The water environment is intricately linked to the water industry. Water management can have significant positive and negative impacts on the environment whilst a healthy environment can ensure a more resilient, adaptable water sector. By working together and fostering a collaborative relationship, water companies and environmental organisations can help protect and restore our aquatic environment.
This is not simply altruism - using natural processes and having a healthy, functioning ecosystem can deliver cost effective solutions to providing plentiful, clean water and waste water systems - whilst ensuring customers get value for money. We are delighted to be launching our shared principles, highlighting the valuable work that water companies and environmental organisations do together – and how much more we can achieve going forward.
Water companies’ business plans for 2020-2025 highlight the investment needed to deliver enough water to tackle growth and climate change, to drain and treat wastewater and to demonstrate that the industry and the environment the sector relies on is resilient. Environmental organisations have been engaged in the development of these plans every step of the way helping to ensure that good ideas offer the best outcomes possible for the environment.
This collaboration is crucial when it comes to understanding our environment; the impact water companies have on it, the changes that it is experiencing and how we can become more responsive to them. No single organisation has the full picture, is responsible for all of the impact, or can deliver the whole solution – the benefits are obvious.
Catchment management programmes are becoming business as usual to help tackle diffuse pollution and many water companies are involved in their local catchment partnerships to help improve water quality. In the PR19 plans companies propose 367 catchment management schemes - a two-thirds increase over five years and, £5 billion of investment will help Government and environmental organisations improve the quality of our water environment.
However, the business plans are just the start. We want to use these shared principles to drive further collaboration throughout PR19 and beyond.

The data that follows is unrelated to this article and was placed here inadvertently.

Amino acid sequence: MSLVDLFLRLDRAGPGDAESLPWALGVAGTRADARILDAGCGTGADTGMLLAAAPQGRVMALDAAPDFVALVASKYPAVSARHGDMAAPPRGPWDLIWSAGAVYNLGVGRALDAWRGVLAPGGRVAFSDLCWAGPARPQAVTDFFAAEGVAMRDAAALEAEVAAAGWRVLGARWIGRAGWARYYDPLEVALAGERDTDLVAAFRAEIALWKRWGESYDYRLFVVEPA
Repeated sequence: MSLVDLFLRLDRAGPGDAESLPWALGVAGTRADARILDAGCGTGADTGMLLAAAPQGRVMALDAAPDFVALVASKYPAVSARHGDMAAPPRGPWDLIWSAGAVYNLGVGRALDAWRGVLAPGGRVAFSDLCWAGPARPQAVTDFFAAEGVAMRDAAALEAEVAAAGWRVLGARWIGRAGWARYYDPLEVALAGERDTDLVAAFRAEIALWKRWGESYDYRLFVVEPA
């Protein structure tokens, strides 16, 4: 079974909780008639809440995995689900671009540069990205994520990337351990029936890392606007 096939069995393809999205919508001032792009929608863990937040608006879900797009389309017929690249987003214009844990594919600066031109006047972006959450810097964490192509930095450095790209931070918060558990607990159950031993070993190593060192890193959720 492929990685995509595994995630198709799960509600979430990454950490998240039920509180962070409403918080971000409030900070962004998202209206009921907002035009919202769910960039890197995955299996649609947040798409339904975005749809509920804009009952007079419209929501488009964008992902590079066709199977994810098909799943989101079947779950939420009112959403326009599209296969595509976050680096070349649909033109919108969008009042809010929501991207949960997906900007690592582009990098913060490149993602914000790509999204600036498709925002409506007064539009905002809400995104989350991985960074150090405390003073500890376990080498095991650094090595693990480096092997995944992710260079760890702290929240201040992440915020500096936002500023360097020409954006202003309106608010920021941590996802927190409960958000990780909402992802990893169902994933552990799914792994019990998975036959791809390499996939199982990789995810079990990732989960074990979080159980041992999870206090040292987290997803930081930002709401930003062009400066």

Developing effective policy
We also work together in other areas, such as policy. Don’t get us wrong, we don’t always agree but it is important that we have constructive, informed debate on areas of difference and that where we do agree about something we can say it together. That’s what these shared principles are all about.
In a time of increasing uncertainty in the light of Brexit it is more important than ever to join together around areas we agree on such as agriculture, environmental principles and sustainable drainage. Sharing the same message will have more impact and reach more people than if we just worked on these areas alone.
Together we can push for changes in policy to help improve outcomes for the environment and deliver a more sustainable and resilient water sector. This is a new area of partnership, but in signing up to these shared principles we believe it will help empower more action in this field to ensure that Brexit supports both the water industry and the environment.
Delivering in partnership
It is real, long term relationships that are true partnerships; strategic investments in assets and people; leading enabling programmes for communities; being honest, open and accountable; and constantly challenging the status quo, and being willing to embrace the new, that will produce a truly resilient system.
As part of the launch of the shared principles we will be highlighting various examples of collaborative projects that have offered best value solutions whilst enhancing habitats and helping endangered species. Going forward, water companies have collectively put forward plans for 8,000km of river improvements, which will benefit wildlife and the lives of customers, activity that can only be delivered in partnership with environmental groups.
A healthy environment is vital for wildlife, for clean and plentiful water, for customers and we are working together to make sure that the environment has a voice and to deliver a sustainable, resilient water sector now and into the future. As partners, working together, we are determined to make this happen.
Heidi Mottram CBE, Chief Executive of Northumbrian Water Group
Hannah Freeman, Senior Government Affairs Officer, Wildfowl & Wetlands Trust (WWT)
Follow @NorthumbrianH2O and @WWTworldwide
The opinions expressed in this blog are the author's and not necessarily those of the wider Link membership.
Latest Blog Posts